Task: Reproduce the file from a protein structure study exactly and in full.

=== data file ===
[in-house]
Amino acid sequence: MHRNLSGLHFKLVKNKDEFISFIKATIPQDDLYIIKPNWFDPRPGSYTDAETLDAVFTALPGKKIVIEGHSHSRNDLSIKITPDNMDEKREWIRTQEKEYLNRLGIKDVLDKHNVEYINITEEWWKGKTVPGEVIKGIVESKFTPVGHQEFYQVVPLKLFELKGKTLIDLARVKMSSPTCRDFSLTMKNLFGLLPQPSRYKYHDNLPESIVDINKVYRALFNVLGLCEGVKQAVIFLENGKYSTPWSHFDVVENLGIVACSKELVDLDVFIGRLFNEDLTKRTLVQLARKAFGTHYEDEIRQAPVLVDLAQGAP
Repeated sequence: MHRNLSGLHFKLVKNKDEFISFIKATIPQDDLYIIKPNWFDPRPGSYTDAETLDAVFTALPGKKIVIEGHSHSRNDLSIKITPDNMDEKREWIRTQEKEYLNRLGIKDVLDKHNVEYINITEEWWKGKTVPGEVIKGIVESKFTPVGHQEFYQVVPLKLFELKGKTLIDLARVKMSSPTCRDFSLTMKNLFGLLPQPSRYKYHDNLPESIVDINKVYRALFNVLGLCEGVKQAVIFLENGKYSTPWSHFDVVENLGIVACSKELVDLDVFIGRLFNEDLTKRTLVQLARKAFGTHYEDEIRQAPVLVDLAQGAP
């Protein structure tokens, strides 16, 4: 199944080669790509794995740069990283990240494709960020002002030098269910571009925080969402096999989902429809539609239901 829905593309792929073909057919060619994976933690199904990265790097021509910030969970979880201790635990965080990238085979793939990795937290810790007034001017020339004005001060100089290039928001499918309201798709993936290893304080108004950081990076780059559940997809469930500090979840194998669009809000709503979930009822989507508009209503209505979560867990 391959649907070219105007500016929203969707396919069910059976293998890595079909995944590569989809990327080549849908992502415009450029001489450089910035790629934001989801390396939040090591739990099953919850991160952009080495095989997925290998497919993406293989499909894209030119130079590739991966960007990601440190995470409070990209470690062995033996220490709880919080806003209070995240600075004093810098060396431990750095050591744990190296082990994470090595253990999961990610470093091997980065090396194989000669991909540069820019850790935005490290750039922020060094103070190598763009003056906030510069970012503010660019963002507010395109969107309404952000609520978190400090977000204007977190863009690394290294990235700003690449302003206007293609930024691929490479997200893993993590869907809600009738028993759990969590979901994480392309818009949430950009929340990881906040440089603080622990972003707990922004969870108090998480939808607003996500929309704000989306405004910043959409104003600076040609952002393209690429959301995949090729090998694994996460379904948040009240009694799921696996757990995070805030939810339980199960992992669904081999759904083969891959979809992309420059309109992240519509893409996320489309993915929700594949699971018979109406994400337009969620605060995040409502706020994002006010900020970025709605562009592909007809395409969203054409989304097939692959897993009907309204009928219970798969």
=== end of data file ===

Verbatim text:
[in-house]
Amino acid sequence: MHRNLSGLHFKLVKNKDEFISFIKATIPQDDLYIIKPNWFDPRPGSYTDAETLDAVFTALPGKKIVIEGHSHSRNDLSIKITPDNMDEKREWIRTQEKEYLNRLGIKDVLDKHNVEYINITEEWWKGKTVPGEVIKGIVESKFTPVGHQEFYQVVPLKLFELKGKTLIDLARVKMSSPTCRDFSLTMKNLFGLLPQPSRYKYHDNLPESIVDINKVYRALFNVLGLCEGVKQAVIFLENGKYSTPWSHFDVVENLGIVACSKELVDLDVFIGRLFNEDLTKRTLVQLARKAFGTHYEDEIRQAPVLVDLAQGAP
Repeated sequence: MHRNLSGLHFKLVKNKDEFISFIKATIPQDDLYIIKPNWFDPRPGSYTDAETLDAVFTALPGKKIVIEGHSHSRNDLSIKITPDNMDEKREWIRTQEKEYLNRLGIKDVLDKHNVEYINITEEWWKGKTVPGEVIKGIVESKFTPVGHQEFYQVVPLKLFELKGKTLIDLARVKMSSPTCRDFSLTMKNLFGLLPQPSRYKYHDNLPESIVDINKVYRALFNVLGLCEGVKQAVIFLENGKYSTPWSHFDVVENLGIVACSKELVDLDVFIGRLFNEDLTKRTLVQLARKAFGTHYEDEIRQAPVLVDLAQGAP
């Protein structure tokens, strides 16, 4: 199944080669790509794995740069990283990240494709960020002002030098269910571009925080969402096999989902429809539609239901 829905593309792929073909057919060619994976933690199904990265790097021509910030969970979880201790635990965080990238085979793939990795937290810790007034001017020339004005001060100089290039928001499918309201798709993936290893304080108004950081990076780059559940997809469930500090979840194998669009809000709503979930009822989507508009209503209505979560867990 391959649907070219105007500016929203969707396919069910059976293998890595079909995944590569989809990327080549849908992502415009450029001489450089910035790629934001989801390396939040090591739990099953919850991160952009080495095989997925290998497919993406293989499909894209030119130079590739991966960007990601440190995470409070990209470690062995033996220490709880919080806003209070995240600075004093810098060396431990750095050591744990190296082990994470090595253990999961990610470093091997980065090396194989000669991909540069820019850790935005490290750039922020060094103070190598763009003056906030510069970012503010660019963002507010395109969107309404952000609520978190400090977000204007977190863009690394290294990235700003690449302003206007293609930024691929490479997200893993993590869907809600009738028993759990969590979901994480392309818009949430950009929340990881906040440089603080622990972003707990922004969870108090998480939808607003996500929309704000989306405004910043959409104003600076040609952002393209690429959301995949090729090998694994996460379904948040009240009694799921696996757990995070805030939810339980199960992992669904081999759904083969891959979809992309420059309109992240519509893409996320489309993915929700594949699971018979109406994400337009969620605060995040409502706020994002006010900020970025709605562009592909007809395409969203054409989304097939692959897993009907309204009928219970798969």